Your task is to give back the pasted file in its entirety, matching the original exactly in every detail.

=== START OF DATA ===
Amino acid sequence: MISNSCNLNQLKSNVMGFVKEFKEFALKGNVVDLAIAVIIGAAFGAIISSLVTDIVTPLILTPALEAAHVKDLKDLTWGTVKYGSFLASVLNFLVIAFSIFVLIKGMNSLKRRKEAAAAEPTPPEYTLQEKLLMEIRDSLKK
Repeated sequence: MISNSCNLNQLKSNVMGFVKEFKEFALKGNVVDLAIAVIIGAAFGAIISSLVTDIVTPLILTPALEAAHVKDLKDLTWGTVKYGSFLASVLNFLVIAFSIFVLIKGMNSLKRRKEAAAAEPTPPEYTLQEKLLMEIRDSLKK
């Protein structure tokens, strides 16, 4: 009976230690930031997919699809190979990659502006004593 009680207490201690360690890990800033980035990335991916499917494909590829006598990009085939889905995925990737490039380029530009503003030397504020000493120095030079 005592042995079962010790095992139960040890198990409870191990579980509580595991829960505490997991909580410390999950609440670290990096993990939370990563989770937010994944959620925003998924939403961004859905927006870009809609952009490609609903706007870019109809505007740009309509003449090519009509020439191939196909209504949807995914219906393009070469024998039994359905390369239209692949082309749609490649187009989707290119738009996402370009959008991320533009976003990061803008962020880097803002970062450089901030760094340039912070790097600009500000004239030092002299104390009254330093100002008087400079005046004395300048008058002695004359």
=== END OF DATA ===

Amino acid sequence: MISNSCNLNQLKSNVMGFVKEFKEFALKGNVVDLAIAVIIGAAFGAIISSLVTDIVTPLILTPALEAAHVKDLKDLTWGTVKYGSFLASVLNFLVIAFSIFVLIKGMNSLKRRKEAAAAEPTPPEYTLQEKLLMEIRDSLKK
Repeated sequence: MISNSCNLNQLKSNVMGFVKEFKEFALKGNVVDLAIAVIIGAAFGAIISSLVTDIVTPLILTPALEAAHVKDLKDLTWGTVKYGSFLASVLNFLVIAFSIFVLIKGMNSLKRRKEAAAAEPTPPEYTLQEKLLMEIRDSLKK
């Protein structure tokens, strides 16, 4: 009976230690930031997919699809190979990659502006004593 009680207490201690360690890990800033980035990335991916499917494909590829006598990009085939889905995925990737490039380029530009503003030397504020000493120095030079 005592042995079962010790095992139960040890198990409870191990579980509580595991829960505490997991909580410390999950609440670290990096993990939370990563989770937010994944959620925003998924939403961004859905927006870009809609952009490609609903706007870019109809505007740009309509003449090519009509020439191939196909209504949807995914219906393009070469024998039994359905390369239209692949082309749609490649187009989707290119738009996402370009959008991320533009976003990061803008962020880097803002970062450089901030760094340039912070790097600009500000004239030092002299104390009254330093100002008087400079005046004395300048008058002695004359």